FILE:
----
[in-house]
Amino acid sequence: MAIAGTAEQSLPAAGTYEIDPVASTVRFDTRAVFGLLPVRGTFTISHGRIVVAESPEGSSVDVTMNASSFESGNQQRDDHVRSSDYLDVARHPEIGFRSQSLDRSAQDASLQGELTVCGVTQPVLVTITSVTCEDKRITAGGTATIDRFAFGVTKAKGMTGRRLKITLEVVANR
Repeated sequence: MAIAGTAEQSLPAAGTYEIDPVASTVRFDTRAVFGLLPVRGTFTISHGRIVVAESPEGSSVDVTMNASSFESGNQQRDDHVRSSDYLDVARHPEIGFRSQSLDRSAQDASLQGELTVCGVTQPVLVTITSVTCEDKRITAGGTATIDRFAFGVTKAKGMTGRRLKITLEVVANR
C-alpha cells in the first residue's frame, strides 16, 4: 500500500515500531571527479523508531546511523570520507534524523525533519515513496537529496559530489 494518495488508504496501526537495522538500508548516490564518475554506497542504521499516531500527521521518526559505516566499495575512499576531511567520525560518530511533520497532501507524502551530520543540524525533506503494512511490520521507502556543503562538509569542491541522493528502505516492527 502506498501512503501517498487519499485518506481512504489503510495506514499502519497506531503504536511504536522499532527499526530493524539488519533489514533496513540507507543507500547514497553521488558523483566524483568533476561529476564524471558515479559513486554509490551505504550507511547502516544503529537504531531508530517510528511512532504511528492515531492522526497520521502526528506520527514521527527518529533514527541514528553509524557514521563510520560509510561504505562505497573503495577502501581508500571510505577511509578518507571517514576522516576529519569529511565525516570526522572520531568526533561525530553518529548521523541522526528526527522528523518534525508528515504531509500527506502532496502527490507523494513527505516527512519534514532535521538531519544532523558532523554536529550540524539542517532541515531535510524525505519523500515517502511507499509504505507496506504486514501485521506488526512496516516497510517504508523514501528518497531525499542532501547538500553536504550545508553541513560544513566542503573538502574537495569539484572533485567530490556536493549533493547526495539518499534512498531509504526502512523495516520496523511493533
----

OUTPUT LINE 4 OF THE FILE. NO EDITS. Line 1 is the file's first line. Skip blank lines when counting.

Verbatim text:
C-alpha cells in the first residue's frame, strides 16, 4: 500500500515500531571527479523508531546511523570520507534524523525533519515513496537529496559530489 494518495488508504496501526537495522538500508548516490564518475554506497542504521499516531500527521521518526559505516566499495575512499576531511567520525560518530511533520497532501507524502551530520543540524525533506503494512511490520521507502556543503562538509569542491541522493528502505516492527 502506498501512503501517498487519499485518506481512504489503510495506514499502519497506531503504536511504536522499532527499526530493524539488519533489514533496513540507507543507500547514497553521488558523483566524483568533476561529476564524471558515479559513486554509490551505504550507511547502516544503529537504531531508530517510528511512532504511528492515531492522526497520521502526528506520527514521527527518529533514527541514528553509524557514521563510520560509510561504505562505497573503495577502501581508500571510505577511509578518507571517514576522516576529519569529511565525516570526522572520531568526533561525530553518529548521523541522526528526527522528523518534525508528515504531509500527506502532496502527490507523494513527505516527512519534514532535521538531519544532523558532523554536529550540524539542517532541515531535510524525505519523500515517502511507499509504505507496506504486514501485521506488526512496516516497510517504508523514501528518497531525499542532501547538500553536504550545508553541513560544513566542503573538502574537495569539484572533485567530490556536493549533493547526495539518499534512498531509504526502512523495516520496523511493533